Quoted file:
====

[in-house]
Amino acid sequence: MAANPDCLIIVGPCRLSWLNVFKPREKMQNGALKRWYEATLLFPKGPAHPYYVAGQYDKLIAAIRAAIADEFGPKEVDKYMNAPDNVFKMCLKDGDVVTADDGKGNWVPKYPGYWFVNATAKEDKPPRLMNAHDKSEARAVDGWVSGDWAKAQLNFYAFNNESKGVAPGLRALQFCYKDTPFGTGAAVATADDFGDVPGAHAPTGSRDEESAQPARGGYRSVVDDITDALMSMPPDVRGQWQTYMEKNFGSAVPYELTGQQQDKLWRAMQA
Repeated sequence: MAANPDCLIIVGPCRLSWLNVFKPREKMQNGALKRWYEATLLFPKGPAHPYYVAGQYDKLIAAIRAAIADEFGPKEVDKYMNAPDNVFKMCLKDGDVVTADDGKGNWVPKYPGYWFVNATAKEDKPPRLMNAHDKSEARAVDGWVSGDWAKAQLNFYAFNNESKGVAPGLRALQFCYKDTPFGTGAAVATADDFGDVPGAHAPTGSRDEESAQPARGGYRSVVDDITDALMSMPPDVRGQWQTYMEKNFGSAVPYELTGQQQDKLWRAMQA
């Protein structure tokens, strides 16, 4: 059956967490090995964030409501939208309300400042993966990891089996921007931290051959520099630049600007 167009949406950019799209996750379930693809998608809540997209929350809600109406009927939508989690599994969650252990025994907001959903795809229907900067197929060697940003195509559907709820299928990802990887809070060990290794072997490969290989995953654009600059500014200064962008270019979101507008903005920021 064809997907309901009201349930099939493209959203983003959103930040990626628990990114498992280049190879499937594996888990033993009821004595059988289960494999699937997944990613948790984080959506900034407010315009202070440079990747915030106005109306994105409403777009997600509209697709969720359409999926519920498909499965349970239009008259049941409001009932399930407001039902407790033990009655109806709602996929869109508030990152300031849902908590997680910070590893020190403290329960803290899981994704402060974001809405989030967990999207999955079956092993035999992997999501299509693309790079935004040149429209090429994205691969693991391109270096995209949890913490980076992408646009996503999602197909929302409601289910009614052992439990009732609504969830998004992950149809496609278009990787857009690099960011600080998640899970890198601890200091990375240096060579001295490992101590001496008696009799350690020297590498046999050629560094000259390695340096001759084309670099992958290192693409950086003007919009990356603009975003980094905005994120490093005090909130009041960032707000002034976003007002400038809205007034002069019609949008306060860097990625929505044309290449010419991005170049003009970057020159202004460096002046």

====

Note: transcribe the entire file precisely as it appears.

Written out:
[in-house]
Amino acid sequence: MAANPDCLIIVGPCRLSWLNVFKPREKMQNGALKRWYEATLLFPKGPAHPYYVAGQYDKLIAAIRAAIADEFGPKEVDKYMNAPDNVFKMCLKDGDVVTADDGKGNWVPKYPGYWFVNATAKEDKPPRLMNAHDKSEARAVDGWVSGDWAKAQLNFYAFNNESKGVAPGLRALQFCYKDTPFGTGAAVATADDFGDVPGAHAPTGSRDEESAQPARGGYRSVVDDITDALMSMPPDVRGQWQTYMEKNFGSAVPYELTGQQQDKLWRAMQA
Repeated sequence: MAANPDCLIIVGPCRLSWLNVFKPREKMQNGALKRWYEATLLFPKGPAHPYYVAGQYDKLIAAIRAAIADEFGPKEVDKYMNAPDNVFKMCLKDGDVVTADDGKGNWVPKYPGYWFVNATAKEDKPPRLMNAHDKSEARAVDGWVSGDWAKAQLNFYAFNNESKGVAPGLRALQFCYKDTPFGTGAAVATADDFGDVPGAHAPTGSRDEESAQPARGGYRSVVDDITDALMSMPPDVRGQWQTYMEKNFGSAVPYELTGQQQDKLWRAMQA
């Protein structure tokens, strides 16, 4: 059956967490090995964030409501939208309300400042993966990891089996921007931290051959520099630049600007 167009949406950019799209996750379930693809998608809540997209929350809600109406009927939508989690599994969650252990025994907001959903795809229907900067197929060697940003195509559907709820299928990802990887809070060990290794072997490969290989995953654009600059500014200064962008270019979101507008903005920021 064809997907309901009201349930099939493209959203983003959103930040990626628990990114498992280049190879499937594996888990033993009821004595059988289960494999699937997944990613948790984080959506900034407010315009202070440079990747915030106005109306994105409403777009997600509209697709969720359409999926519920498909499965349970239009008259049941409001009932399930407001039902407790033990009655109806709602996929869109508030990152300031849902908590997680910070590893020190403290329960803290899981994704402060974001809405989030967990999207999955079956092993035999992997999501299509693309790079935004040149429209090429994205691969693991391109270096995209949890913490980076992408646009996503999602197909929302409601289910009614052992439990009732609504969830998004992950149809496609278009990787857009690099960011600080998640899970890198601890200091990375240096060579001295490992101590001496008696009799350690020297590498046999050629560094000259390695340096001759084309670099992958290192693409950086003007919009990356603009975003980094905005994120490093005090909130009041960032707000002034976003007002400038809205007034002069019609949008306060860097990625929505044309290449010419991005170049003009970057020159202004460096002046």